I accepted his invitation.

One of the guests, a fine-looking man, on hearing my name announced, said gaily,--

"If you bear my name, you must be one of my father's bastards."

"No," said I, directly, "one of your mother's."

This repartee made everybody laugh, and the gentleman who had addressed me came and embraced me, not in the least offended. The joke was explained to me. His name was Casalnovo, not Casanova, and he was duke and lord of the fief of that name.

"Did you know," said the Duke de Matalone, "that I had a son?"

"I was told so, but did not believe it, but now I must do penance for my incredulity, for I see before me an angel capable of working this miracle."

The duchess blushed, but did not reward my compliment with so much as a glance; but all the company applauded what I had said, as it was notorious that the duke had been impotent before his marriage. The duke sent for his son, I admired him, and told the father that the likeness was perfect. A merry monk, who sat at the right hand of the duchess, said, more truthfully, that there was no likeness at all. He had scarcely uttered the words when the duchess coolly gave him a box on the ear, which the monk received with the best grace imaginable.

I talked away to the best of my ability, and in half an hour's time I had won everybody's good graces, with the exception of the duchess, who remained inflexible. I tried to make her talk for two days without success; so as I did not care much about her I left her to her pride.

As the duke was taking me to my room he noticed my Spaniard, and asked where my secretary was, and when he saw that it was the Abbe Alfani, who had taken the title so as to escape the notice of the Neapolitans, he said,--

"The abbe is very wise, for he has deceived so many people with his false antiques that he might have got into trouble."

He took me to his stables where he had some superb horses, Arabs, English, and Andalusians; and then to his gallery, a very fine one; to his large and choice library; and at last to his study, where he had a fine collection of prohibited books.

I was reading titles and turning over leaves, when the duke said,--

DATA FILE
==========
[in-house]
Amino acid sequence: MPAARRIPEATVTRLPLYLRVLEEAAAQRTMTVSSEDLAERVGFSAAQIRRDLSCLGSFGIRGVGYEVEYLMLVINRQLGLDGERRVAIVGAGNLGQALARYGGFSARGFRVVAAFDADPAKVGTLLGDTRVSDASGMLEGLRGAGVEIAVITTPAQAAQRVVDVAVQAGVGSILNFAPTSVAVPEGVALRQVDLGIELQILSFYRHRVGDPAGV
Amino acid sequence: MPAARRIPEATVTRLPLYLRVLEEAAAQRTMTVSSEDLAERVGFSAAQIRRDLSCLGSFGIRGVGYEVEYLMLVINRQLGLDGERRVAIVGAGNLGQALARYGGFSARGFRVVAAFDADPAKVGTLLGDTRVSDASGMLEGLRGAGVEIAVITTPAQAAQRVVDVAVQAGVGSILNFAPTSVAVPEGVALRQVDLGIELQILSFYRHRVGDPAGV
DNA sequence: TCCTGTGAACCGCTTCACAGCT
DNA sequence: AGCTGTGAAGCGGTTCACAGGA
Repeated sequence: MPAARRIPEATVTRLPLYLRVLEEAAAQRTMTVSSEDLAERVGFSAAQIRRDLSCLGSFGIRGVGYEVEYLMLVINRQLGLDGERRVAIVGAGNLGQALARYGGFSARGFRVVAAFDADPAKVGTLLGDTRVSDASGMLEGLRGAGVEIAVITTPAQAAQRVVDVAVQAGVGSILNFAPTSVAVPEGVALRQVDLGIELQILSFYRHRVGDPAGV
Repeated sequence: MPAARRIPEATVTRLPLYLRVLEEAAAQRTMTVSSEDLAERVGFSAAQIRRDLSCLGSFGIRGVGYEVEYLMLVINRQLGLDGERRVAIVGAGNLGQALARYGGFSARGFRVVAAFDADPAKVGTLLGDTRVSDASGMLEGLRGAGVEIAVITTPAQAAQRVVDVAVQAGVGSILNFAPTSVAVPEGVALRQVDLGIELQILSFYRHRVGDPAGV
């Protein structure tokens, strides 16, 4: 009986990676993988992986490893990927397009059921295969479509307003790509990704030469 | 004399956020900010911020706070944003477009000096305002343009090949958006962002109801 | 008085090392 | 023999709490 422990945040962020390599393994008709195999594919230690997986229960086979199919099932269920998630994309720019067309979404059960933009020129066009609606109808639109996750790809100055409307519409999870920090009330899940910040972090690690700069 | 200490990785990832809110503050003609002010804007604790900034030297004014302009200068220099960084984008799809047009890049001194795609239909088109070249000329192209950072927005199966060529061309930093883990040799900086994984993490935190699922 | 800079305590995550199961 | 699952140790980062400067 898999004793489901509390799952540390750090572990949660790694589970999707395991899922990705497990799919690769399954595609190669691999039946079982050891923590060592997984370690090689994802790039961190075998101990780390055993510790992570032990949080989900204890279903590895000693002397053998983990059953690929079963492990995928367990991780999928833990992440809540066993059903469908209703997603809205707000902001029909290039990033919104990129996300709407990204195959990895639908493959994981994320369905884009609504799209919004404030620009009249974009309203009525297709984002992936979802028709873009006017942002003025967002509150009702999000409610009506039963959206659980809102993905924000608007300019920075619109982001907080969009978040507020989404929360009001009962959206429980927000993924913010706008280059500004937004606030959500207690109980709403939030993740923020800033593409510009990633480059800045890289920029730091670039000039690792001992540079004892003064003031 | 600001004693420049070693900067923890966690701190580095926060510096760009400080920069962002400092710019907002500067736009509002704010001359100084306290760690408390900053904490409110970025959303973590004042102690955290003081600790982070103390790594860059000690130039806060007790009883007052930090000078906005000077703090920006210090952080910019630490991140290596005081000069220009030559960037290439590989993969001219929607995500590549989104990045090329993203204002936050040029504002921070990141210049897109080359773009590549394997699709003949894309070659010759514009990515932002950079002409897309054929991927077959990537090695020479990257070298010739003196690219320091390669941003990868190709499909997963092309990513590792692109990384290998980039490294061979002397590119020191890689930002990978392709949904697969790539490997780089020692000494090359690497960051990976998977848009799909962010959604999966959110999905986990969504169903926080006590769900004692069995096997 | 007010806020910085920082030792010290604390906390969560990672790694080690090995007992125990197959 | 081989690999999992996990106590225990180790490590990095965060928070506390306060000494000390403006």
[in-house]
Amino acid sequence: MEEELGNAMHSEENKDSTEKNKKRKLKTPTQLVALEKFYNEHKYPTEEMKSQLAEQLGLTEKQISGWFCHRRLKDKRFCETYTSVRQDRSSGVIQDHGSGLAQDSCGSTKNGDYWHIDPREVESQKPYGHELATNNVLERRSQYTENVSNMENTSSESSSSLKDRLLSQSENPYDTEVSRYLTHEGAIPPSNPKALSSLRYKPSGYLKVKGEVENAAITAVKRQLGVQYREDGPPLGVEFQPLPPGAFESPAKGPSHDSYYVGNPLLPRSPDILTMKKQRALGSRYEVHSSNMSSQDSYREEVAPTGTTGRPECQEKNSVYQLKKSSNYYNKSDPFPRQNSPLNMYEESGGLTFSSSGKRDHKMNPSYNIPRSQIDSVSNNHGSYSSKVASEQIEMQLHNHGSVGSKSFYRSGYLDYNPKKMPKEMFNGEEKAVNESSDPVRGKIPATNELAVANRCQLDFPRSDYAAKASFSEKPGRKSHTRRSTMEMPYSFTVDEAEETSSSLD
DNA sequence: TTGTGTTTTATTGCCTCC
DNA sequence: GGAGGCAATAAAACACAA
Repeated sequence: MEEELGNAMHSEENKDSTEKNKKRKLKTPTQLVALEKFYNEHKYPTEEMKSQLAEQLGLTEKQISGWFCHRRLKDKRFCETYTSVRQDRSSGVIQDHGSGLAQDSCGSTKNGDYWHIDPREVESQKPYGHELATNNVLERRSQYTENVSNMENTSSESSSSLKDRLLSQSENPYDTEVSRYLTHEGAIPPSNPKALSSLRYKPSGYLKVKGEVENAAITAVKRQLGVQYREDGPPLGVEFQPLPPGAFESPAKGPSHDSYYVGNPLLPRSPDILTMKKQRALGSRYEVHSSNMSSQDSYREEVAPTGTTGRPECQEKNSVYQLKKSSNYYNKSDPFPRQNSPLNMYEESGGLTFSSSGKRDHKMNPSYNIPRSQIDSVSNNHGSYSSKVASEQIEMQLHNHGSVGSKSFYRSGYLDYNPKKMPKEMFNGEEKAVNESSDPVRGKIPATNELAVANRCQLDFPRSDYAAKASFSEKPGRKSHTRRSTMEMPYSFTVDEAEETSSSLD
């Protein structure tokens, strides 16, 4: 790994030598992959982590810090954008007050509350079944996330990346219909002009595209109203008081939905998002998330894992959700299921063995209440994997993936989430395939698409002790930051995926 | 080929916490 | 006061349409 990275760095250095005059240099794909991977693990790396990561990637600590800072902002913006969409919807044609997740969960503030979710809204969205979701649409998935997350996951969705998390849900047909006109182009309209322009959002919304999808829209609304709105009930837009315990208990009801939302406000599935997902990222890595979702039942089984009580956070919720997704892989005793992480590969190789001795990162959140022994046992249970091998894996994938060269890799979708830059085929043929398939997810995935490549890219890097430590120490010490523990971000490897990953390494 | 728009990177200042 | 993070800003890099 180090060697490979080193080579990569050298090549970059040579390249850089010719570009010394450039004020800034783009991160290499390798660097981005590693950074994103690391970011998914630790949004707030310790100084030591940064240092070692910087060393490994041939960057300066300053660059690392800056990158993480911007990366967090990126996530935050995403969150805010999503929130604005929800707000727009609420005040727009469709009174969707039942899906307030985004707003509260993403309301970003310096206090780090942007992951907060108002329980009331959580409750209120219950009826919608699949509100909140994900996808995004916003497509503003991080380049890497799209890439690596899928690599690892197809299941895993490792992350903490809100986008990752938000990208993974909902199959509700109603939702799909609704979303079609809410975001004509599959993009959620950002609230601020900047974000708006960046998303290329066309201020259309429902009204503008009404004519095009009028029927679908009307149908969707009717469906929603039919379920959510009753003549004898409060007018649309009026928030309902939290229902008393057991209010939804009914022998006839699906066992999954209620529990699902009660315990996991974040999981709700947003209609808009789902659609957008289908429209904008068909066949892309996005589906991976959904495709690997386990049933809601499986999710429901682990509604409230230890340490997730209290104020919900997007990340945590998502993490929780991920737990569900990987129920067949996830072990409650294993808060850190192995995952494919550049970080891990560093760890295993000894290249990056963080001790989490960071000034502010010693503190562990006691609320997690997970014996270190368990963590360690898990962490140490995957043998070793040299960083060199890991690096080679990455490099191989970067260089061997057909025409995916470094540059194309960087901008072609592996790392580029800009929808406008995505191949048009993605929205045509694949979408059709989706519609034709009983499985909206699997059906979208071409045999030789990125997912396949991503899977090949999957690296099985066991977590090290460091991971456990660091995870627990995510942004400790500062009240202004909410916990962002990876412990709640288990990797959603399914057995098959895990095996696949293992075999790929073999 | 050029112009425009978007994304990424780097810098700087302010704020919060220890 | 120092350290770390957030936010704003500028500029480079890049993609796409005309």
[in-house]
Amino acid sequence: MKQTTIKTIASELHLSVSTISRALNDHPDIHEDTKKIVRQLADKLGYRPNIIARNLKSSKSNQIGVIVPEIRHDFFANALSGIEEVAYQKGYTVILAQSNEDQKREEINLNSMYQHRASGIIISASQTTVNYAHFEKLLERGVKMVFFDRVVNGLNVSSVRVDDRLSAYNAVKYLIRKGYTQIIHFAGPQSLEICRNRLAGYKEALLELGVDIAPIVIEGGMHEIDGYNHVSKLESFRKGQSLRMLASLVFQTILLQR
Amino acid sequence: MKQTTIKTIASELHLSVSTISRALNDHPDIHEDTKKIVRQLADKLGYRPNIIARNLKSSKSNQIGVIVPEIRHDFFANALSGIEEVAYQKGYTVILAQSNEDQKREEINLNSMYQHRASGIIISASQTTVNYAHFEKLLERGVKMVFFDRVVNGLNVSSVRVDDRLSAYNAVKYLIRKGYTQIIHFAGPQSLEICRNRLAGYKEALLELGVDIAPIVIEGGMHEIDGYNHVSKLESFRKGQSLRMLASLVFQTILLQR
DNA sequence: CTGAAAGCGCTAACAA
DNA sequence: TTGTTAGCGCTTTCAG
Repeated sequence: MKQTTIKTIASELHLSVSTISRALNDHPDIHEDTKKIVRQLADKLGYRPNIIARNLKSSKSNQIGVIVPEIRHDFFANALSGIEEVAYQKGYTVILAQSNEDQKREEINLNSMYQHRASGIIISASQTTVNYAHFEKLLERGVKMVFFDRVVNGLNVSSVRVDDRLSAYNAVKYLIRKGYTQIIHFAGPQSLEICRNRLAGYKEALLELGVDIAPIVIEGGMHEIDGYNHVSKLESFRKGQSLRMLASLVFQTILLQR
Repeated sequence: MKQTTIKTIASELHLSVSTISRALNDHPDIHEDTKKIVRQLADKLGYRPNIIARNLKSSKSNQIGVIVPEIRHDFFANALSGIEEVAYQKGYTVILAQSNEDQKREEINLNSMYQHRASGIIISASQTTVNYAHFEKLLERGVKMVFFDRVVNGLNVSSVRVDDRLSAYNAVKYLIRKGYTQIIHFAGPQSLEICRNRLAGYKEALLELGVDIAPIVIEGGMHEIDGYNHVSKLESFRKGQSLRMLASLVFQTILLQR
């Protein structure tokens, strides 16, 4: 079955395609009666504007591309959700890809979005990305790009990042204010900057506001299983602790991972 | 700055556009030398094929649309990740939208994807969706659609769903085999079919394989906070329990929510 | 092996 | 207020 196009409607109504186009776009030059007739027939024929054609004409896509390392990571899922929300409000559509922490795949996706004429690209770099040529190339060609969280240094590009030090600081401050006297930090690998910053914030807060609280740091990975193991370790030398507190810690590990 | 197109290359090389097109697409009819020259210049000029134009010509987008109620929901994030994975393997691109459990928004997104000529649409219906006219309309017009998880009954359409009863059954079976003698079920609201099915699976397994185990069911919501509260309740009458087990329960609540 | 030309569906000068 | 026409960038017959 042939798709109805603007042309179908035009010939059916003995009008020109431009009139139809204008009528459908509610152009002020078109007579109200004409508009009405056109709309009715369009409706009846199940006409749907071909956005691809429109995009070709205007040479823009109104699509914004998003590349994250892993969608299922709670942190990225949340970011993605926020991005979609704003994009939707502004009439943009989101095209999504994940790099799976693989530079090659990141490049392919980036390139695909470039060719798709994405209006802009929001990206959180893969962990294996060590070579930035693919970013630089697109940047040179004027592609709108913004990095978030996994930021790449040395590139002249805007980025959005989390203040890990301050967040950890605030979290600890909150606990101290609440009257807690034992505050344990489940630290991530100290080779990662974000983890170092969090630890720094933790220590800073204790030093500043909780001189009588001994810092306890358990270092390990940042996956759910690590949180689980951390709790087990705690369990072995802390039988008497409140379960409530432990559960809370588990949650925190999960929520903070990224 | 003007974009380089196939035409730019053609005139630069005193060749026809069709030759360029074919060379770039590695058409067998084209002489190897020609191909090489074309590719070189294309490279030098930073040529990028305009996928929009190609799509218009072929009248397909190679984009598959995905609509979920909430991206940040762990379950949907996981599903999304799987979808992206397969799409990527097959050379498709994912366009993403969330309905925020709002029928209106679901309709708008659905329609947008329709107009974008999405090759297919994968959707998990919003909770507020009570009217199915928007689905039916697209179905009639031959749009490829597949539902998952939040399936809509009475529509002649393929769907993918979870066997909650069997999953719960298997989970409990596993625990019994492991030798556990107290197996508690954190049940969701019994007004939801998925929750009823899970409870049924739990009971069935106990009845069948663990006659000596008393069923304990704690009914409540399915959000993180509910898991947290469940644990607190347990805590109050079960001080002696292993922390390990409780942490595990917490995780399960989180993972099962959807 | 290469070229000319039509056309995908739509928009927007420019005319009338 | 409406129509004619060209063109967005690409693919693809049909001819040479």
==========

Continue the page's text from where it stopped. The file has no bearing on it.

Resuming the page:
"Promise to keep the most absolute secrecy on what I am going to shew you."

I promised, without making any difficulty, but I expected a surprise of some sort. He then shewed me a satire which I could not understand, but which was meant to turn the whole Court into ridicule. Never was there a secret so easily kept.

"You must come to the St. Charles Theatre," said he, "and I will present you to the handsomest ladies in Naples, and afterwards you can go when you like, as my box is always open to my friends. I will also introduce you to my mistress, and she, I am sure, will always be glad to see you."

"What! you have a mistress, have you?"

"Yes, but only for form's sake, as I am very fond of my wife. All the same, I am supposed to be deeply in love with her, and even jealous, as I never introduce anyone to her, and do not allow her to receive any visitors."

"But does not your young and handsome duchess object to your keeping a mistress?"

"My wife could not possibly be jealous, as she knows that I am impotent--except, of course, with her."

"I see, but it sems strange; can one be said to have a mistress whom one does not love?"

"I did not say I loved her not; on the contrary, I am very fond of her; she has a keen and pleasant wit, but she interests my head rather than my heart."

"I see; but I suppose she is ugly?"

"Ugly? You shall see her to-night, and you can tell me what you think of her afterwards. She is a handsome and well-educated girl of seventeen."

"Can she speak French?"

"As well as a Frenchwoman."

"I am longing to see her."

When we got to the theatre I was introduced to several ladies, but none of them pleased me. The king, a mere boy, sat in his box in the middle of the theatre, surrounded by his courtiers, richly but tastefully dressed. The pit was full and the boxes also.

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